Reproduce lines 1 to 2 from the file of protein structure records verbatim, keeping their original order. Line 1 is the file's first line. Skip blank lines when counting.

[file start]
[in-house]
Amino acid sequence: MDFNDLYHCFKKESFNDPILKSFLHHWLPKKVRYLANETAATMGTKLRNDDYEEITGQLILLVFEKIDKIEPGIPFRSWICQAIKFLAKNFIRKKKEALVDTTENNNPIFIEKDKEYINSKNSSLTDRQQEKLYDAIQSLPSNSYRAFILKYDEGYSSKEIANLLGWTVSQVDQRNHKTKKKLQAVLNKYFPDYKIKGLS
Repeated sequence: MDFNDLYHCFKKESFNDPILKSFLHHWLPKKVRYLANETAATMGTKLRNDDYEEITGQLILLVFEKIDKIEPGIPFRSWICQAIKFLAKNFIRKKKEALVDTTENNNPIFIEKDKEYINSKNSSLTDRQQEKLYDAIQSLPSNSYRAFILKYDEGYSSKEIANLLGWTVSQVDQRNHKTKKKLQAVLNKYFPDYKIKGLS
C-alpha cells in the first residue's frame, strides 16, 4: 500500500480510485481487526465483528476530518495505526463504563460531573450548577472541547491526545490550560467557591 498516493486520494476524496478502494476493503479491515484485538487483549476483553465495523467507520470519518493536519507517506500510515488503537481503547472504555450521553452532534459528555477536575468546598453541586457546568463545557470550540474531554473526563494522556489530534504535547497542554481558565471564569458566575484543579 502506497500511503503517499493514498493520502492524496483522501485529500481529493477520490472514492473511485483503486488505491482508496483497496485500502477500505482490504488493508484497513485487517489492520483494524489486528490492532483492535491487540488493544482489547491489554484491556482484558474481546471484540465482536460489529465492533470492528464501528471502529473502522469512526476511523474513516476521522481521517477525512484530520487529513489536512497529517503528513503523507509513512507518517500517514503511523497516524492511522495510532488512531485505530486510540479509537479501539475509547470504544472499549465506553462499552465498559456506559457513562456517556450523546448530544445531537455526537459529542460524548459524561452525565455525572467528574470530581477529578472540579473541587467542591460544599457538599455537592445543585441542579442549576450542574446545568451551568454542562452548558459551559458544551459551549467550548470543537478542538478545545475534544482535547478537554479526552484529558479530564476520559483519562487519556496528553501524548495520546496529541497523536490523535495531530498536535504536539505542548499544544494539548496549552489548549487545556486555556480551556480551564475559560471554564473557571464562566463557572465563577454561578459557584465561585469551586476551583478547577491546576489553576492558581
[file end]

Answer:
[in-house]
Amino acid sequence: MDFNDLYHCFKKESFNDPILKSFLHHWLPKKVRYLANETAATMGTKLRNDDYEEITGQLILLVFEKIDKIEPGIPFRSWICQAIKFLAKNFIRKKKEALVDTTENNNPIFIEKDKEYINSKNSSLTDRQQEKLYDAIQSLPSNSYRAFILKYDEGYSSKEIANLLGWTVSQVDQRNHKTKKKLQAVLNKYFPDYKIKGLS